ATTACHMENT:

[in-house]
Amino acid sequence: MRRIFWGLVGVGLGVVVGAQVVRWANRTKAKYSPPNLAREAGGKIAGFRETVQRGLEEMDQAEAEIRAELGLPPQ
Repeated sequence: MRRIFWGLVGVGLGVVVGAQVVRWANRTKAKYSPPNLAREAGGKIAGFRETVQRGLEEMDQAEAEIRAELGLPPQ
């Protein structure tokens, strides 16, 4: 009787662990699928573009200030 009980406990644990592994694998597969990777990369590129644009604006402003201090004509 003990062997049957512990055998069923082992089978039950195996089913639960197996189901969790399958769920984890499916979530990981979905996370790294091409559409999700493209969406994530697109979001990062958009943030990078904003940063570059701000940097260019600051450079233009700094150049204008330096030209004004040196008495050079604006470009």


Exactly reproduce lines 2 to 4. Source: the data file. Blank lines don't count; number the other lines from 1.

Amino acid sequence: MRRIFWGLVGVGLGVVVGAQVVRWANRTKAKYSPPNLAREAGGKIAGFRETVQRGLEEMDQAEAEIRAELGLPPQ
Repeated sequence: MRRIFWGLVGVGLGVVVGAQVVRWANRTKAKYSPPNLAREAGGKIAGFRETVQRGLEEMDQAEAEIRAELGLPPQ
């Protein structure tokens, strides 16, 4: 009787662990699928573009200030 009980406990644990592994694998597969990777990369590129644009604006402003201090004509 003990062997049957512990055998069923082992089978039950195996089913639960197996189901969790399958769920984890499916979530990981979905996370790294091409559409999700493209969406994530697109979001990062958009943030990078904003940063570059701000940097260019600051450079233009700094150049204008330096030209004004040196008495050079604006470009």